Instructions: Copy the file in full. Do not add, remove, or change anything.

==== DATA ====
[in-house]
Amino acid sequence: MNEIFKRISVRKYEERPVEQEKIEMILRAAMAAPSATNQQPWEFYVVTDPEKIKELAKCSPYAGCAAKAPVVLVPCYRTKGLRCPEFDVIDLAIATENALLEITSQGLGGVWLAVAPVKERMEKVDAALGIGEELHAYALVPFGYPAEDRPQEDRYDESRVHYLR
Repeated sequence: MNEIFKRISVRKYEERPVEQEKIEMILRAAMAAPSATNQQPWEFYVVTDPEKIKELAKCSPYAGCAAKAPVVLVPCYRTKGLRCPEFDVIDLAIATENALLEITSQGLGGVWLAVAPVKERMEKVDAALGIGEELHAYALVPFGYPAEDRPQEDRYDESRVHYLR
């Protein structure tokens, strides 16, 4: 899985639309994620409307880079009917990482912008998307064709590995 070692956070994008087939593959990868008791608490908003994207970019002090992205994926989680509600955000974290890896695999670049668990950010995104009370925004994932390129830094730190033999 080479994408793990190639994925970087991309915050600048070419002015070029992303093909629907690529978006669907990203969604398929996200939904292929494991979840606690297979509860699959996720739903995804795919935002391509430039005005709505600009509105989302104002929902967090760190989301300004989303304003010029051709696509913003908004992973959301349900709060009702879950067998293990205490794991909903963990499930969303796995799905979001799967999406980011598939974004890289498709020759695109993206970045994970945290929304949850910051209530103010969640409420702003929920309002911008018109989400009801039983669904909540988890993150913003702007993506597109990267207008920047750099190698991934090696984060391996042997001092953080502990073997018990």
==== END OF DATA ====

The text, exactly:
[in-house]
Amino acid sequence: MNEIFKRISVRKYEERPVEQEKIEMILRAAMAAPSATNQQPWEFYVVTDPEKIKELAKCSPYAGCAAKAPVVLVPCYRTKGLRCPEFDVIDLAIATENALLEITSQGLGGVWLAVAPVKERMEKVDAALGIGEELHAYALVPFGYPAEDRPQEDRYDESRVHYLR
Repeated sequence: MNEIFKRISVRKYEERPVEQEKIEMILRAAMAAPSATNQQPWEFYVVTDPEKIKELAKCSPYAGCAAKAPVVLVPCYRTKGLRCPEFDVIDLAIATENALLEITSQGLGGVWLAVAPVKERMEKVDAALGIGEELHAYALVPFGYPAEDRPQEDRYDESRVHYLR
């Protein structure tokens, strides 16, 4: 899985639309994620409307880079009917990482912008998307064709590995 070692956070994008087939593959990868008791608490908003994207970019002090992205994926989680509600955000974290890896695999670049668990950010995104009370925004994932390129830094730190033999 080479994408793990190639994925970087991309915050600048070419002015070029992303093909629907690529978006669907990203969604398929996200939904292929494991979840606690297979509860699959996720739903995804795919935002391509430039005005709505600009509105989302104002929902967090760190989301300004989303304003010029051709696509913003908004992973959301349900709060009702879950067998293990205490794991909903963990499930969303796995799905979001799967999406980011598939974004890289498709020759695109993206970045994970945290929304949850910051209530103010969640409420702003929920309002911008018109989400009801039983669904909540988890993150913003702007993506597109990267207008920047750099190698991934090696984060391996042997001092953080502990073997018990």